naval eurofirghter on the cards

#1
Gents it appears that the head of the eurofigher sales dept has advised the indian navy they can offer a full navalised eurofighter to operate of the new carriers for india, which are some what smaller then our new carriers, in fact BAE had been testing this option back in the mid 90s see below

In fact, he pointed out, Eurofighter is the only aircraft among the six contenders for the IAF order which would have thrust vectoring capability in the coming years. Thrust vectoring capability allows an aircraft to stand still in the air, and takeoff and land even in vertical mode like a helicopter.

Some 200 Eurofighters have been produced so far, predominantly to meet the requirements of participating nations which include Germany, Britain, Spain and Italy.

Thrust vectoring is being developed and would be operational on Eurofighters within the first half of the next decade, Dr Schmidlin said.
 
#4
Not quite true on the thrust vectoring. Given sufficient deflection (90 degrees) you could do VSTOL. The EuroJet thrust vectoring is currently to about 23.5 degrees. This gives increased agility but nowhere near enough for VSTOL/STOVL.

meridian - it does allow that - if you can get enough of it and control it.
 
#6
Two points…

TVC is NOT STVOL… nothing like it. The Typhoon cannot hover of stop in the air… period

You cannot navalize a Typhoon withou a very expensive and huge redesign that would include a new wing. new strengthened undercarriage as well as a strengthened fuselage.
 
#7
Mr_C_Hinecap said:
Not quite true on the thrust vectoring. Given sufficient deflection (90 degrees) you could do VSTOL. The EuroJet thrust vectoring is currently to about 23.5 degrees. This gives increased agility but nowhere near enough for VSTOL/STOVL.

meridian - it does allow that - if you can get enough of it and control it.

Nope, even if you fitted some 90 degree nozzles to the arse end of the Typhoon, all you would produce would be a jet powered cartwheel machine, no forward lift or attitude control systems
 
#9
I honestly dont know what to say about this, Firstly you mentioned most of this in the F35 thread you started except now you've mentioned even more imaginary stuff. VTOL Typhoon indeed :roll: .
 
#11
Having spoken to someone who was on the Carrier IPT, IIRC he said they did a study on making Eurofighter a carrier aircraft. catapult launch and conventional recovery, no VTOL madness.

The main problem was to strengthen the aircraft so it can cope with being slammed onto a deck everytime it lands and being able to fold the wings to fit it inside the ship, meant adding so much weight it would be reduced to carrying a weapon load similar to that of a wood pigeon.
 
#12
Instint yes pc playing up when first posted it did not show up so i posted again and trying to delete one of the threads but cant seem to find the button
 
#13
edited due to DII causing a double post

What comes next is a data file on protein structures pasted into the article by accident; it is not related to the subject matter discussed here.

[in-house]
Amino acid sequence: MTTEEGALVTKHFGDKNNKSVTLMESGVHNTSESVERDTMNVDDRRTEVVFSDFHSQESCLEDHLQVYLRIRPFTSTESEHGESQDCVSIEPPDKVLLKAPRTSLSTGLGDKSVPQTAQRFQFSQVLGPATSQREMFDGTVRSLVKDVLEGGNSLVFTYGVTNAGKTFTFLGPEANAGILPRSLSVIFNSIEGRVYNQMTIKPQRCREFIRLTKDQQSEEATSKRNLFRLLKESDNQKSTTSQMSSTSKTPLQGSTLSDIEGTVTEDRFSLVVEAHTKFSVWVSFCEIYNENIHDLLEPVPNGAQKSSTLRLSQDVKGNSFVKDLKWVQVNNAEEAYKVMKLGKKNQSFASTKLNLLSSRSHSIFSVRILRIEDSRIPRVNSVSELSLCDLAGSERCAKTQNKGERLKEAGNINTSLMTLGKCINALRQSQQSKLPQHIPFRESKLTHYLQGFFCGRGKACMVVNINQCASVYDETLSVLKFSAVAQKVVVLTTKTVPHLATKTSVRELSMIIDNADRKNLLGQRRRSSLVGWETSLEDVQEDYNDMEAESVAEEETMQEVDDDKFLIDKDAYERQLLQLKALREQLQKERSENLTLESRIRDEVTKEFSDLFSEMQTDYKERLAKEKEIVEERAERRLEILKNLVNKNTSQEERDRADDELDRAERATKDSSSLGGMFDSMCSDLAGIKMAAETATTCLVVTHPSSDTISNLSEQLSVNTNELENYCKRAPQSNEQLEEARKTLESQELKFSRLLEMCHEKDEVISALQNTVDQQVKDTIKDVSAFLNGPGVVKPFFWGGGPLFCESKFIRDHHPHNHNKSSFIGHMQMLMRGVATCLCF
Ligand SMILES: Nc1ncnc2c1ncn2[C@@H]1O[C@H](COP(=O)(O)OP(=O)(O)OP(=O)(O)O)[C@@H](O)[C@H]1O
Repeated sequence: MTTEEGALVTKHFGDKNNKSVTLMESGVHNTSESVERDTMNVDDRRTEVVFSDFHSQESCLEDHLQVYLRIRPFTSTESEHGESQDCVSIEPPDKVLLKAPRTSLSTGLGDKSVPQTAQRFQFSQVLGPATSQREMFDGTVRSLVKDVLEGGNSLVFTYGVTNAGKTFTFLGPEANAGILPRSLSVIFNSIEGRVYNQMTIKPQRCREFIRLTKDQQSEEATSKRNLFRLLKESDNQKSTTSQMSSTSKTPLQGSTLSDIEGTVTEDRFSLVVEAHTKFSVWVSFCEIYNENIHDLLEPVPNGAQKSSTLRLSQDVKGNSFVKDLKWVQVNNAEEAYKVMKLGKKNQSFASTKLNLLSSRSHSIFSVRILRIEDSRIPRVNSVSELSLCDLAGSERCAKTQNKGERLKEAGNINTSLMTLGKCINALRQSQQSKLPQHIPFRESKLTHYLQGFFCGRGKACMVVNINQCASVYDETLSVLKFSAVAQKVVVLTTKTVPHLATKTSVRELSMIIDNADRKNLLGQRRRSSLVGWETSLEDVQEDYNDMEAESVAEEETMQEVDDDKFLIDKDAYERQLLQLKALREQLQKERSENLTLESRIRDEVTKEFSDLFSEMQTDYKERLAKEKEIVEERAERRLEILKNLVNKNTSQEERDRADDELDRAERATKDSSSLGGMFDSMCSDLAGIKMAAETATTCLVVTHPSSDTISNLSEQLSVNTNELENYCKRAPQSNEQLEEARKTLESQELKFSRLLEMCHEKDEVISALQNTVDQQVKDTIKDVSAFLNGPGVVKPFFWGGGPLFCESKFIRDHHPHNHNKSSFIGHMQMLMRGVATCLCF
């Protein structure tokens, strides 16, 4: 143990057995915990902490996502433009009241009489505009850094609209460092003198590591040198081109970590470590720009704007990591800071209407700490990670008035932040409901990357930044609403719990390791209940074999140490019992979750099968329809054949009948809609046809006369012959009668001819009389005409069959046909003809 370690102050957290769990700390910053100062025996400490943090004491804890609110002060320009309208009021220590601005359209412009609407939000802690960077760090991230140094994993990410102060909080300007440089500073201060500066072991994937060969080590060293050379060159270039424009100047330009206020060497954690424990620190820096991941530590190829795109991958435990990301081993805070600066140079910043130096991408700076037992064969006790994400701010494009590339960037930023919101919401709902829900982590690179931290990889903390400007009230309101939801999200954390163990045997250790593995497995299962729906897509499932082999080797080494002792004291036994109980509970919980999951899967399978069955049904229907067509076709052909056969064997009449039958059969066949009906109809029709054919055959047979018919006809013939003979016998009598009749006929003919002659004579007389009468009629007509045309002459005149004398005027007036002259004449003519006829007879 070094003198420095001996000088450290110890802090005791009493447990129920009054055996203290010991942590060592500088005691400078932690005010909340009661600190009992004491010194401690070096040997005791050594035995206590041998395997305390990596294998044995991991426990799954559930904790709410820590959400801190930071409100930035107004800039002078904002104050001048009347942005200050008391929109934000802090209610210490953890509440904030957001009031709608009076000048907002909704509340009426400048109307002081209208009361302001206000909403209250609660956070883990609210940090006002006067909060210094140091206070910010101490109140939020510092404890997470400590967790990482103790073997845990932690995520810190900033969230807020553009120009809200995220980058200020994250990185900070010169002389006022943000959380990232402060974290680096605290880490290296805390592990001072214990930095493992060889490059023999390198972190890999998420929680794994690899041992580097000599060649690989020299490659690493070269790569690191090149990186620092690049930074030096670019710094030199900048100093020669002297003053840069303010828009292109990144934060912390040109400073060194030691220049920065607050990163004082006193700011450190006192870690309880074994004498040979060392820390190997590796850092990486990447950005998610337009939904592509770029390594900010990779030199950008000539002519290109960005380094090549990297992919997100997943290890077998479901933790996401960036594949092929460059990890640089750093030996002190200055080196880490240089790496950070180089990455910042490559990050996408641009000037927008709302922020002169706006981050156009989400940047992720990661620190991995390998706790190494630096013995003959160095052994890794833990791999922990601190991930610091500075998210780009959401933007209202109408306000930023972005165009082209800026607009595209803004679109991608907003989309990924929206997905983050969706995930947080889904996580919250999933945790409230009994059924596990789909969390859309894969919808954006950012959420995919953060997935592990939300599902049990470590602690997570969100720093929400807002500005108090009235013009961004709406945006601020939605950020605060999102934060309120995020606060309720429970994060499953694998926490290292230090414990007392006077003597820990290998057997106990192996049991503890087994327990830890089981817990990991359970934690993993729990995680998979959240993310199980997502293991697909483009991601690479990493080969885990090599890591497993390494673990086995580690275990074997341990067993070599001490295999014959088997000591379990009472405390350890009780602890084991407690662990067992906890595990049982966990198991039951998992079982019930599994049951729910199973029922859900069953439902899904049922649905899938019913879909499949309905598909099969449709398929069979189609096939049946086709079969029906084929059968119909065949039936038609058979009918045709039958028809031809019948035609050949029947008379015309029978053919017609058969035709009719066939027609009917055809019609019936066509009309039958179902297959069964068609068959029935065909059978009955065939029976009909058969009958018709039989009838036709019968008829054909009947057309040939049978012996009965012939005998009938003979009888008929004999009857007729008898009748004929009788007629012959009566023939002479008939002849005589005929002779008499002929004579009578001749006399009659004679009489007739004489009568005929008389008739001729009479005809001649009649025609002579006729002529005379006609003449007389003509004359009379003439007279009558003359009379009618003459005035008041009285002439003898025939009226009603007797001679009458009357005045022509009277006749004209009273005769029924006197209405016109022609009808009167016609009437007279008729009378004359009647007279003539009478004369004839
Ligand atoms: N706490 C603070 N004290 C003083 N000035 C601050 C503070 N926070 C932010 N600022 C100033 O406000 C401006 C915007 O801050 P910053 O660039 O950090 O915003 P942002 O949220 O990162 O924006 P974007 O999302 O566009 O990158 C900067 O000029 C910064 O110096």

#14
Knights, not saying your mate was wrong or anything but the Rafale M has no folding wings and has a wingspan of 11m or so, the same as the Typhoon.

Rafale M has a weight of 9.5 tonnes and thrust of 150KN

Assuming the Rafale M has a suitably strong airframe, the Typhoon has a weight of 11 tonnes and thrust of 180KN

There seem to be many reasons why people say a naval Typhoon is not a viable option but I wonder if they are the ones with a stake in JCA?

I dont really have an opinion but I do know that thrust vectoring, as envisaged for the Typhoon, is definitely not capable of providing a vertical take off and landing capability. Remember the F35B/JCA has a massive lift fan
 
#15
It wasn't the wings so much but strengthening the undercarriage and fuselage is where most of the weight penalty occurs.

They can do it, it will take off, fly and land, but it was the payload that suffered very badly.
 

Flight

LE
Book Reviewer
#16
There's other problems too, AoA on landing being a big one. Canard designs aren't necessarily the first choice for carrier ops and navalisation might as well be another word for redesign.

I'd be somewhat suprised if the Indians were at all interested in Seaphoons as they have their own design about to begin initial production. Might not be a world beater but it is remarkably cheap compared to all other available options.
 
#17
There was a lot of research done on this with the Rockwell/MBB X-31 and the VECTOR project; by using thrust vectoring, GPS positioning, and a camera to see forward (the extreme angle of attack means that the pilot can't see the runway), they were able to demonstrate a short take-off and landing ability. The slide show on the second link shows a landing at 24 degrees AoA; with a 520m rollout (apparently they wanted to trial a 40 degree AoA landing, but couldn't afford it in the budget).

The system means that the landing is rather gentler than the typical carrier landing, so presumably you can get away with less strengthening.

...the Spanish (who are leading the Typhoon TVC project) apparently wanted to put an EJ200 in the X-31 for trials purposes...

 
#19
meridian said:
Interesting link here, Saab are responding to this Indian request with a Sea Gripen

http://defense-studies.blogspot.com/2009/12/saab-offers-sea-gripen.html

Could this be a realistic lower cost option for the RN and RAF instead of the F35?
From Meridians link I found this quote interesting: "India has ambitious plans to build three indigenous aircraft carriers (IACs). "

Can anyone tell me why we send India Money? Me am confoooosed :x
 
#20
"From Meridians link I found this quote interesting: "India has ambitious plans to build three indigenous aircraft carriers (IACs). ""

Plans do not equal a navy - the Indian procurement system is legendary for being so appalling. Any nation that buys a decomissioned russian STOVL carrier and tries to turn it into a CTOL carrier needs its head examined...
 

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